Yesterday’s Daily Mirror carried the story UKIP leader Nigel Farage wants wealthy to abandon NHS and advocates two-tier health system reporting that the Fuhrage had urged those who could afford to do so to opt for private healthcare. The Mirror also reported that on Pienaar’s Politics’ on Radio 5 Live, the Purple Duce claimed that private healthcare offered a better service than the NHS. He also supported foreign private healthcare firms entering the country, on the grounds that they brought a lot of money into the economy. The article states that this is just the latest attack on the NHS by Farage, and cited the video of Farage’s speech way back in 2012 in which he stated he’d rather see people pick up private health insurance than have £100 million in tax annually spent on the NHS.

The article also notes that Farage wasn’t the only one to attack the NHS. Bill Etheridge, one of Farage’s Euro MPs, had stated that certain elective operations should not be performed by the NHS. This would cover non-essential and cosmetic surgery and fertility treatment.

He also claimed that only 20 per cent of the country’s top youngster should go to University. These kids would then have their education totally financed by the state.

The Labour MP John Spellar attacked his recommendation, saying that it would mean that higher education was reserved solely for the elite from private schools. It would also wipe out some of the new university towns such as Wolverhampton and Birmingham City.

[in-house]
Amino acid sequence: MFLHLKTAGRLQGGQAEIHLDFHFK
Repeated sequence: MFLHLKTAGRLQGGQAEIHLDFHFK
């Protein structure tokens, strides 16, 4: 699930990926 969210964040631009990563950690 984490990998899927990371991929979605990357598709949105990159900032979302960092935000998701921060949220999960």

And he also made the point that if Etheridge and Fuhrage had their way, non-essential but nevertheless important operations like hip replacements would be very difficult to get.

The article began:

Mr Farage said: “If people can afford it, should people go private? Yes… private medicine brings a lot of money into this country and is no bad thing”

Wealthy Nigel Farage today called on people to abandon the NHS and use private health firms instead.

The UKIP leader said anyone who can afford private healthcare should pay for it.

Furious critics said it proved he supports a two-tier health system.

“If people can afford it, should people go private? Yes,” Mr Farage said.

Grahame Morris, a member of the Commons health select committee, said: “Nigel Farage has let the cat out of the bag.

“UKIP are proposing a break with the fundamental principles of the National Health Service.”

The article’s at http://www.mirror.co.uk/news/uk-news/amazon-review-nigel-farage-book-5352039

I blogged earlier in the week about the profound disadvantages of private medical insurance. Rather than being more efficient than the NHS, it is more expensive, more bureaucratic and specifically excludes certain, expensive conditions that are difficult or impossible to treat, such as arthritis, multiple sclerosis and muscular dystrophy. Or at least it did when Robin Cook published his own pamphlet attacking the marketization of the NHS nearly thirty years ago. I really don’t think much has changed since. The people, who really benefit from private medical insurance are the wealthy and the well, the two sections of the population, who really don’t need it.